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Seagrass Restoration

Seagrass bed

Many environmental pressures such as light and salinity conditions in the water can affect the distribution and abundance of seagrass communities with the CHNEP study area. In recent years, much of the seagrass coverage in the Tidal Caloosahatchee River was lost due in part to alterations to water flows downstream of the Franklin Lock in Lee County. 


The Coastal & Heartland National Estuary Partnership (CHNEP) is worked with its partners to restore the Tidal Caloosahatchee River’s submerged aquatic vegetation (SAV) communities. CHNEP was awarded a Coastal Partnership Initiative Grant from the National Oceanic and Atmospheric Administration (NOAA) through the Florida Department of Environmental Protection (FDEP) to aid in this endeavor. Planting occurred in June 2018 and monitored occurred on a monthly basis until they were established.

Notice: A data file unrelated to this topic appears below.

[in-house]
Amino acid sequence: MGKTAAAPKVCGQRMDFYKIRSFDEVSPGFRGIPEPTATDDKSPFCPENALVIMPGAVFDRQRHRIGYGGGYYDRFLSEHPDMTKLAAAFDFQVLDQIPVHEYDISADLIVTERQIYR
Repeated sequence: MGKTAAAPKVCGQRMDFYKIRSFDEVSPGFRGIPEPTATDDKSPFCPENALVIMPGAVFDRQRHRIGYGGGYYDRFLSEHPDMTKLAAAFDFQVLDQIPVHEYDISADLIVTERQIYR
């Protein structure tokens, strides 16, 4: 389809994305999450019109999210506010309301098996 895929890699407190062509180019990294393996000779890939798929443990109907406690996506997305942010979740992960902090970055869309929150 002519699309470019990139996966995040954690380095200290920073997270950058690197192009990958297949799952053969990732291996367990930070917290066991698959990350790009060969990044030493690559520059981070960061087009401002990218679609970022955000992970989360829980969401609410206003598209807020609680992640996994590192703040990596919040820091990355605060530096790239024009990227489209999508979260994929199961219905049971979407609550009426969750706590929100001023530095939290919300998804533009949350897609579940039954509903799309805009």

For more information about about the project click here.

Seagrass Importance:

  • Primary producers: seagrass beds are among the most productive ecosystems and are food for a large number of herbivores including urchins, manatees, and sea turtles.

  • Sediment stabilizers: seagrass beds efficiently hold sediments in place, preventing resuspension and movement of sediment deposits.

  • Nutrient processors: seagrass beds absorb and transform nutrients in the marine environment.

  • Ecosystem Engineers: seagrasses modify their environments to create unique habitats that support biodiversity and commercial fisheries.

Artistic representation of wildlife including a manatee, fish, and shrimp, thriving near a seagrass bed.

Diagram of the types of seagrass from small-bodied to large-bodied including paddle grass, star grass, Widgeon grass, Shoal grass, Manatee grass, and Turtle grass.


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